PublisherOrenda Books
Date Published18 March 2021
ISBN-13 978-1913193522
Price£ 8.99


by Vanda Symon

New Zealand detective Sam Shephard returns to investigate a shooting. Her colleagues think this is an open-and-shut case, but Shephard has her doubts.


Two men force their way into a Dunedin home where the Hendersons are relaxing in front of the TV: they shoot John and leave Jill bound and taped, gasping for breath. The perpetrators are masked to conceal their identity, but their size strongly suggests Powell and Sandhurst, a pair of villains well known to police. The two are brought in for questioning, but deny involvement.

When clothing and other evidence is recovered close to the scene the police soon have fingerprints and DNA evidence which confirms their suspicions. As regards motive, Henderson has a ‘neutraceuticals’ business which provides opportunities to import materials for manufacture of illegal drugs, something in which the suspects are known to have an interest.

As far as Shephard’s boss DI Johns is concerned the case is solved, but Shephard herself has her doubts. She finds the alibis offered by the wives of Powell and Sandhurst convincing, and considers the behaviour of Jill Henderson puzzling. With the rest of Dunedin police convinced they have the culprits, however, her chances of proving otherwise look pretty slim.

Shephard is as usual labouring under the withering disdain of her fellow workers, of whom DI Johns is the worst, for no reason other than that she is female and occasionally offers an original idea. The one male exception is Paul, her boyfriend, a relationship which she hopes is secret but in fact is probably pretty widely known.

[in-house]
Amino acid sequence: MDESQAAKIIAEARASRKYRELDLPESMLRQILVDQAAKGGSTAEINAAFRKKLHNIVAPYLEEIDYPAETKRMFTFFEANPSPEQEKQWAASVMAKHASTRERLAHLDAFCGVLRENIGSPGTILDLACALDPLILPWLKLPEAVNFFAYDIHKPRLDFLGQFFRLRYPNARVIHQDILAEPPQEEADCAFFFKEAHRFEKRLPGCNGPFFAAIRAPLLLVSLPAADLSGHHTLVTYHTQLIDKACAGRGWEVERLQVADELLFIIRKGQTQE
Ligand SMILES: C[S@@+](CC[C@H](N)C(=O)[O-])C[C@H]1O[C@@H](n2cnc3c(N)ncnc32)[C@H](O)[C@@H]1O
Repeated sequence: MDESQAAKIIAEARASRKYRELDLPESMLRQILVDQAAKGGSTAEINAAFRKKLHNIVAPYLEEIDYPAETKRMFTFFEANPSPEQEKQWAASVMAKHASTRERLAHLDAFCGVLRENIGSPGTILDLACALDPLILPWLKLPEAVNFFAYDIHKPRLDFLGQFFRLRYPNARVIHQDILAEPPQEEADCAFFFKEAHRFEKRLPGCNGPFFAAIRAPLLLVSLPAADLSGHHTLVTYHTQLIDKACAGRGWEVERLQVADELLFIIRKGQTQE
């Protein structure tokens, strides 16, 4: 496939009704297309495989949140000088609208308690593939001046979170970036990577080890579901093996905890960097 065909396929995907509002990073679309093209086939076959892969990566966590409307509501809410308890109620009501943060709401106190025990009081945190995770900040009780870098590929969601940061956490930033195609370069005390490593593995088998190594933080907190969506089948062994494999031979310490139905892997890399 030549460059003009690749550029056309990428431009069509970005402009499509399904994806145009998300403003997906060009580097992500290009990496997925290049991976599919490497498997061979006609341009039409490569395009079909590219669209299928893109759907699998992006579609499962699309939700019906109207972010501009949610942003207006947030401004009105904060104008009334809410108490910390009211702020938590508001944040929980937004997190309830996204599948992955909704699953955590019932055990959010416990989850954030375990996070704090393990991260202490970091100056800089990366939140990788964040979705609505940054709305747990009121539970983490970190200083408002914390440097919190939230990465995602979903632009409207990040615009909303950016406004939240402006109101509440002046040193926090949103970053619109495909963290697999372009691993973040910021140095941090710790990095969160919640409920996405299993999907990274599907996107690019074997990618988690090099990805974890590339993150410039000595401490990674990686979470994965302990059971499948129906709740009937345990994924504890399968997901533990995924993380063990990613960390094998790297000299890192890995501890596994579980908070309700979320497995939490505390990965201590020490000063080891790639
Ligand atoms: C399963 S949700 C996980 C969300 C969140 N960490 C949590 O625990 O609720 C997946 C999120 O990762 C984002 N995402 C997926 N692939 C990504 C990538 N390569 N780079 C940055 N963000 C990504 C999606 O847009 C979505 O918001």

After a few books in the series Shephard’s abilities are now becoming more evident. She has enough empathy to draw the best out of witnesses, and she listens to ensure she doesn’t miss key details. She runs to maintain fitness, and twice in this episode quickly and easily subdues those misbehaving. Crucially, she is bright enough to spot deficiencies in theories held by her short-tempered and misogynist colleagues. All the above would make her an excellent protagonist, were it not for the commentary given by Shephard in the first person throughout.

In total variance with her professional competence, her thought processes seem more appropriate to an easily-distracted 14-year-old. She has some real problems other than work: her beloved father is in the last stages of cancer, her mother is hyper-critical, and she discovers during the story that she is pregnant. While she deals with these challenges in a rational manner, her thinking is wild, irrelevant and disorganised. The dichotomy makes her difficult to credit.

As with previous books in the series, readers get a taste of South Island with the odd bit of NZ slang. The story is divided into brief chapters of three to four pages which makes it easily digestible, and it is the very thing for a lightweight holiday read. I just wish the author resisted the temptation to make the hero so ditzy when her behaviour demonstrates otherwise.

Reviewed 30 April 2022 by Chris Roberts